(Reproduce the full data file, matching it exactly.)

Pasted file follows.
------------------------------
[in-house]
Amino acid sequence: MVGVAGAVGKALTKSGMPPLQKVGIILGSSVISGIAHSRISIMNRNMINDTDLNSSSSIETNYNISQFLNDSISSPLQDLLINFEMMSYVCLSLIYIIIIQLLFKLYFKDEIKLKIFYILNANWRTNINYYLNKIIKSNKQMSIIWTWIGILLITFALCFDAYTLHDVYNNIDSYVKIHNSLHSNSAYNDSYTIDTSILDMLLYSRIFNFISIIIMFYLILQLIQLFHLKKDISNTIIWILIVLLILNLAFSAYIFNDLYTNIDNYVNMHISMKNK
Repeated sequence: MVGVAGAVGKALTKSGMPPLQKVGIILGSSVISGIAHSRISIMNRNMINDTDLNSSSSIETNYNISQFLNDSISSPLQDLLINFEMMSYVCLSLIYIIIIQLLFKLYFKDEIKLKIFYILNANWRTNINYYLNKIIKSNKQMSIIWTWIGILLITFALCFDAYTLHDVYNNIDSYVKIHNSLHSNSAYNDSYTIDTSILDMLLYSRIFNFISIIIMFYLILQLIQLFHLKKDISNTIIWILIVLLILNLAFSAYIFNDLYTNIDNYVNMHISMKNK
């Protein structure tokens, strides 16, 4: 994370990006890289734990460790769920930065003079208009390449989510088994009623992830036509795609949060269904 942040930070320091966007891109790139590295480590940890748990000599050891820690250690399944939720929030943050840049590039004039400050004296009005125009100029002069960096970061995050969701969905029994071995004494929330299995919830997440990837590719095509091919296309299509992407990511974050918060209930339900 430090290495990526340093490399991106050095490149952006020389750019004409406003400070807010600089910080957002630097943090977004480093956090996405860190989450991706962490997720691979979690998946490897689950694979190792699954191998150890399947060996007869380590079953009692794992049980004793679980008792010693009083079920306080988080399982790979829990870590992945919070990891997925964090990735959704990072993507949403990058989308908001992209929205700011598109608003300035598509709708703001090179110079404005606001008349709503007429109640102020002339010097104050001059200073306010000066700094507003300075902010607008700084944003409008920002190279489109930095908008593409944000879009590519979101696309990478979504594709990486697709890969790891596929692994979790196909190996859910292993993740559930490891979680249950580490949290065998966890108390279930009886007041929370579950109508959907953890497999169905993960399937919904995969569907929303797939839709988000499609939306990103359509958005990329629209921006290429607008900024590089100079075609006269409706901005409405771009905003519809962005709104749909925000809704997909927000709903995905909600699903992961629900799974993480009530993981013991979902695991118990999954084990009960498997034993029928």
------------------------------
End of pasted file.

[in-house]
Amino acid sequence: MVGVAGAVGKALTKSGMPPLQKVGIILGSSVISGIAHSRISIMNRNMINDTDLNSSSSIETNYNISQFLNDSISSPLQDLLINFEMMSYVCLSLIYIIIIQLLFKLYFKDEIKLKIFYILNANWRTNINYYLNKIIKSNKQMSIIWTWIGILLITFALCFDAYTLHDVYNNIDSYVKIHNSLHSNSAYNDSYTIDTSILDMLLYSRIFNFISIIIMFYLILQLIQLFHLKKDISNTIIWILIVLLILNLAFSAYIFNDLYTNIDNYVNMHISMKNK
Repeated sequence: MVGVAGAVGKALTKSGMPPLQKVGIILGSSVISGIAHSRISIMNRNMINDTDLNSSSSIETNYNISQFLNDSISSPLQDLLINFEMMSYVCLSLIYIIIIQLLFKLYFKDEIKLKIFYILNANWRTNINYYLNKIIKSNKQMSIIWTWIGILLITFALCFDAYTLHDVYNNIDSYVKIHNSLHSNSAYNDSYTIDTSILDMLLYSRIFNFISIIIMFYLILQLIQLFHLKKDISNTIIWILIVLLILNLAFSAYIFNDLYTNIDNYVNMHISMKNK
């Protein structure tokens, strides 16, 4: 994370990006890289734990460790769920930065003079208009390449989510088994009623992830036509795609949060269904 942040930070320091966007891109790139590295480590940890748990000599050891820690250690399944939720929030943050840049590039004039400050004296009005125009100029002069960096970061995050969701969905029994071995004494929330299995919830997440990837590719095509091919296309299509992407990511974050918060209930339900 430090290495990526340093490399991106050095490149952006020389750019004409406003400070807010600089910080957002630097943090977004480093956090996405860190989450991706962490997720691979979690998946490897689950694979190792699954191998150890399947060996007869380590079953009692794992049980004793679980008792010693009083079920306080988080399982790979829990870590992945919070990891997925964090990735959704990072993507949403990058989308908001992209929205700011598109608003300035598509709708703001090179110079404005606001008349709503007429109640102020002339010097104050001059200073306010000066700094507003300075902010607008700084944003409008920002190279489109930095908008593409944000879009590519979101696309990478979504594709990486697709890969790891596929692994979790196909190996859910292993993740559930490891979680249950580490949290065998966890108390279930009886007041929370579950109508959907953890497999169905993960399937919904995969569907929303797939839709988000499609939306990103359509958005990329629209921006290429607008900024590089100079075609006269409706901005409405771009905003519809962005709104749909925000809704997909927000709903995905909600699903992961629900799974993480009530993981013991979902695991118990999954084990009960498997034993029928």